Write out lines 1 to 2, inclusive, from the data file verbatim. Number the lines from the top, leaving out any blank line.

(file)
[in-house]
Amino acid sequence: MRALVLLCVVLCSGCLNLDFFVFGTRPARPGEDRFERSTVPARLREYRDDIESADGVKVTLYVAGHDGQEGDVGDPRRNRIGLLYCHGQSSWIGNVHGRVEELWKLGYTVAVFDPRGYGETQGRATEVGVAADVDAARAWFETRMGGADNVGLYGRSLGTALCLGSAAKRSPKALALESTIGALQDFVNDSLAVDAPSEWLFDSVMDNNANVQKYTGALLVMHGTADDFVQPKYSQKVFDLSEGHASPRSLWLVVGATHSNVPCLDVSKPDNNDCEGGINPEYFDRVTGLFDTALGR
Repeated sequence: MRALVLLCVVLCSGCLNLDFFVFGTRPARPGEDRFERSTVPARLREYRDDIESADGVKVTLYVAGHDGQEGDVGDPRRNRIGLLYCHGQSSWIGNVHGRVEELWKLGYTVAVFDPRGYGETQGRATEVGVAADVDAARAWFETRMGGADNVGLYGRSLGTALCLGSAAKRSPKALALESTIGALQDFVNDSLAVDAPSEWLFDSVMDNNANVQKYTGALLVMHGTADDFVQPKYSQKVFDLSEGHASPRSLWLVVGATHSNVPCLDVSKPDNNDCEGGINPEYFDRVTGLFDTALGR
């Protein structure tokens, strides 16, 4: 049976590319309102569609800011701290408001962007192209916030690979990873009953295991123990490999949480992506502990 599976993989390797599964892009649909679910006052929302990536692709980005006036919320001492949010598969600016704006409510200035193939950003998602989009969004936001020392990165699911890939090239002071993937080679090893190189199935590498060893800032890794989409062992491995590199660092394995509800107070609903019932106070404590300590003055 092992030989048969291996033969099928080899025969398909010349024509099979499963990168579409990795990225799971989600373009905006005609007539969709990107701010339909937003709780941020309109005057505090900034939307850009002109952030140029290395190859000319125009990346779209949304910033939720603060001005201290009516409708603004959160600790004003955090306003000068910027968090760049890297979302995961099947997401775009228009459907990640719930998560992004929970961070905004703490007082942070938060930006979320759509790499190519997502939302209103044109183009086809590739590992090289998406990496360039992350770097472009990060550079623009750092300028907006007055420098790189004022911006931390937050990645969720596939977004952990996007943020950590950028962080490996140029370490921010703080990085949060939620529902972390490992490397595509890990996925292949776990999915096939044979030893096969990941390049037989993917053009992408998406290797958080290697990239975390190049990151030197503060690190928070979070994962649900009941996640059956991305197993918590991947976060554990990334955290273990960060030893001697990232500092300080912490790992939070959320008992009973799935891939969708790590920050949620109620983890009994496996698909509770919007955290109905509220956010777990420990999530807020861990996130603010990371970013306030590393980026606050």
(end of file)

[in-house]
Amino acid sequence: MRALVLLCVVLCSGCLNLDFFVFGTRPARPGEDRFERSTVPARLREYRDDIESADGVKVTLYVAGHDGQEGDVGDPRRNRIGLLYCHGQSSWIGNVHGRVEELWKLGYTVAVFDPRGYGETQGRATEVGVAADVDAARAWFETRMGGADNVGLYGRSLGTALCLGSAAKRSPKALALESTIGALQDFVNDSLAVDAPSEWLFDSVMDNNANVQKYTGALLVMHGTADDFVQPKYSQKVFDLSEGHASPRSLWLVVGATHSNVPCLDVSKPDNNDCEGGINPEYFDRVTGLFDTALGR